As we look overseas to the energy crisis in Europe, we recognize the need for reliable, affordable, and clean energy that can keep up with the growth that the world demands on a global scale. Williams has critical infrastructure connected to the best natural gas basins in the United States to serve these growing needs. Our organization is excited about stepping up to meet these challenges, and we will deliver on these opportunities.
As natural gas must be converted into a liquid in order to be exported overseas, it is clear that Mr. Armstrong is referring to the liquefied natural gas export industry. He specifically mentions the energy crisis in Europe. While it is true that Europe is looking to the substance as a way to reduce its dependence on Russia but it is Asia that is likely to be the driver of demand growth as various countries attempt to reduce their smog and pollution problems. As a result of these factors, the global demand for liquefied natural gas is expected to increase by 40% by 2030:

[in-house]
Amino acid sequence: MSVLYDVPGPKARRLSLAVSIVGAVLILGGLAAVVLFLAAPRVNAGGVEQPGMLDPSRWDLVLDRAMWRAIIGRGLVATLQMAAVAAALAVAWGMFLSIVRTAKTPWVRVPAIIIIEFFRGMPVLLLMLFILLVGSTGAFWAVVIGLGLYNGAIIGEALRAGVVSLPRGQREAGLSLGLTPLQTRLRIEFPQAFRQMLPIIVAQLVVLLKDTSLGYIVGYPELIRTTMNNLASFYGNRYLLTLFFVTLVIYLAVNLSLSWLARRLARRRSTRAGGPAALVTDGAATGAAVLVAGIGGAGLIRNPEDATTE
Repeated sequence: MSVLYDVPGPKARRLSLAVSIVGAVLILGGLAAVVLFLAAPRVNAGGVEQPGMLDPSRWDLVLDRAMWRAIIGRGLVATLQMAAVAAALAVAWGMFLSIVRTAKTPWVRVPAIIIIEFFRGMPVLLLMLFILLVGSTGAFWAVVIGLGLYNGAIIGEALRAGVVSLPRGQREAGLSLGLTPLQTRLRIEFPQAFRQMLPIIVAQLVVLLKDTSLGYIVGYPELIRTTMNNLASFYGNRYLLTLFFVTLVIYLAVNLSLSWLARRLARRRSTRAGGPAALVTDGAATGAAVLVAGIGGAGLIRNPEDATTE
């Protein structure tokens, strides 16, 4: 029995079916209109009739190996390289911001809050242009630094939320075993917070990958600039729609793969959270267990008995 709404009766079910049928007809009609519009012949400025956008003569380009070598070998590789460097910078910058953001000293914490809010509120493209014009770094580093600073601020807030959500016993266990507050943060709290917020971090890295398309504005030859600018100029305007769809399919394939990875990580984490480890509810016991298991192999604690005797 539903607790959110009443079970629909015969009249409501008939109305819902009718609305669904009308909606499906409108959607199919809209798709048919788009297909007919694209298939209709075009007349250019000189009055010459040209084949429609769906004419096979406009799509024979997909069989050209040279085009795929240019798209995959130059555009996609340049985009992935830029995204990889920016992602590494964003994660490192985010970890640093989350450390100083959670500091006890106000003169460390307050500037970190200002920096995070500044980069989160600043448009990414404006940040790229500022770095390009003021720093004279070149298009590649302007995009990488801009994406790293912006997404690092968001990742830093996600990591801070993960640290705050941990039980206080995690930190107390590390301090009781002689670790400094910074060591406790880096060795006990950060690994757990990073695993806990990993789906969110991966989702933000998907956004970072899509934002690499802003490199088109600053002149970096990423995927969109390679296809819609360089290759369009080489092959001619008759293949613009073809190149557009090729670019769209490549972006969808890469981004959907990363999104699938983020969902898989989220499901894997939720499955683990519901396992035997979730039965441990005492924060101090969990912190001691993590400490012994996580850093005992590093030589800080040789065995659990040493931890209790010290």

The United States is one of the few regions of the world that can increase its production of natural gas in order to meet this demand. This is one of the reasons why the liquefied natural gas export industry is growing so rapidly here. The Williams Companies transports more than 30% of all the natural gas produced in the nation and its Transco system is by far the largest transmission system in the eastern half of the country. It only makes sense that it will be one of the major supplies of natural gas feedstock to the industry, which would obviously increase its cash flows. It would overall not be surprising if we see the company announce further new projects dedicated to supporting this industry as time goes on.